The Federal Aviation Administration recently granted six Hollywood companies permission to use drones on movie sets, saying it was satisfied the drones would not cause damage or injure people. But a Washington Post report raises questions as to whether the FAA ignored internal safety warnings, reports CBS News correspondent Julianna Goldman.
While some Hollywood filmmakers can now use drones to shoot dramatic scenes in the U.S., 170 other applicants from a variety of industries, including insurance companies and big oil, remain on the waiting list.
"They're saying, 'Hurry up, you're taking too long. We have this technology, it's moving along very quickly. It's a big business opportunity, we don't want to fall behind,'" Washington Post reporter Craig Whitlock said.
But several FAA safety inspectors, interviewed by Whitlock, said they felt pressured to accelerate reviews and that safety wasn't a top priority.
In one email, inspector James Ryan wrote, "...we can do this job 'good' or we can do it 'fast', but can't do it 'good and fast'.
"They had gone over the applications with a fine-tooth comb and were worried these drones might fly off movie sets, there hadn't been enough testing ... A couple of them had actually prepared a denial to reject these plans. But the FAA kept that quiet from the public," Whitlock said.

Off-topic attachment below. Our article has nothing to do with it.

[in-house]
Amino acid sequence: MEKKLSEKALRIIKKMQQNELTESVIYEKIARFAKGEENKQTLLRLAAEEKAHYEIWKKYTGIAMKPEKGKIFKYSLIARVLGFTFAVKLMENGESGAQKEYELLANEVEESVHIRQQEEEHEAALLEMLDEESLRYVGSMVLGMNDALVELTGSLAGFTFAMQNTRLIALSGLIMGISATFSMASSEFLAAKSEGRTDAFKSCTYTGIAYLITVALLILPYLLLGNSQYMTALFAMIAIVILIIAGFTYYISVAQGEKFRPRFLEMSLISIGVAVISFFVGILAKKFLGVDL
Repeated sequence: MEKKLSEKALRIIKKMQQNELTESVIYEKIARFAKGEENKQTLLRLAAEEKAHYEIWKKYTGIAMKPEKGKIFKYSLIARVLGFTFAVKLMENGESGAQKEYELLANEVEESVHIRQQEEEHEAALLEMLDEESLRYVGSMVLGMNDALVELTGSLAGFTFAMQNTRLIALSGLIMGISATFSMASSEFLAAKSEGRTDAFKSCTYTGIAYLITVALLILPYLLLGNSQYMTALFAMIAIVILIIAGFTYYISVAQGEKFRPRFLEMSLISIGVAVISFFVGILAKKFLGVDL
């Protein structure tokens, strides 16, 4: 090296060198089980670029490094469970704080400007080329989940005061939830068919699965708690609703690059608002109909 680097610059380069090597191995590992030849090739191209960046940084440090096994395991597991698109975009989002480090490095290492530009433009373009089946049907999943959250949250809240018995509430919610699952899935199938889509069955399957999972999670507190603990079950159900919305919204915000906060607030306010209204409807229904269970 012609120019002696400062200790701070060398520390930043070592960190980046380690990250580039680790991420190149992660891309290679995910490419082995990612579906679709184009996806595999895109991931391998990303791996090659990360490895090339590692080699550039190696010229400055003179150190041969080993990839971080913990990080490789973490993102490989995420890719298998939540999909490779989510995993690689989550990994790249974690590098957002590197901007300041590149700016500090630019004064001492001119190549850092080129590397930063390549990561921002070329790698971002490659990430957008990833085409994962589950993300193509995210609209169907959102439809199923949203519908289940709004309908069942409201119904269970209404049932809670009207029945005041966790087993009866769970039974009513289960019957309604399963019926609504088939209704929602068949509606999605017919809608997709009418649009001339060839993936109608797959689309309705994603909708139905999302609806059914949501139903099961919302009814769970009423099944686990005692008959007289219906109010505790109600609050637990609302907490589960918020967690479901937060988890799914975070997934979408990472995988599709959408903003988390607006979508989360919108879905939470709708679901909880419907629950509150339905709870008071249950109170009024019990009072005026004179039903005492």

Other inspectors complained about conflicts of interest. After the FAA hired drone industry lobbyist John McGraw to speed up applications, one wrote, "I'm now officially numb with total dismay and disgust with our leadership."
"The FAA is really the skunk at garden party right now," former FAA official Scott Brenner said.
Brenner says the agency is struggling to find a balance between a technology that could pump $10 billion a year into the economy, and to still ensure the safety of the nation's airspace.
"At the end of the day, it is not the drone manufacturer or the company that got the permission to operate, it's going to be the FAA who will be the picture on the news up at the Congressional hearing, saying, 'Why did you give permission to operate this drone in this certain circumstance?'" Brenner said.
In a statement, the FAA maintains safety is still its top priority and is undergoing an active debate about how to approach integration.
And for those who get drones over the holidays, the agency launched a safety campaign to help keep everyone out of harm's way.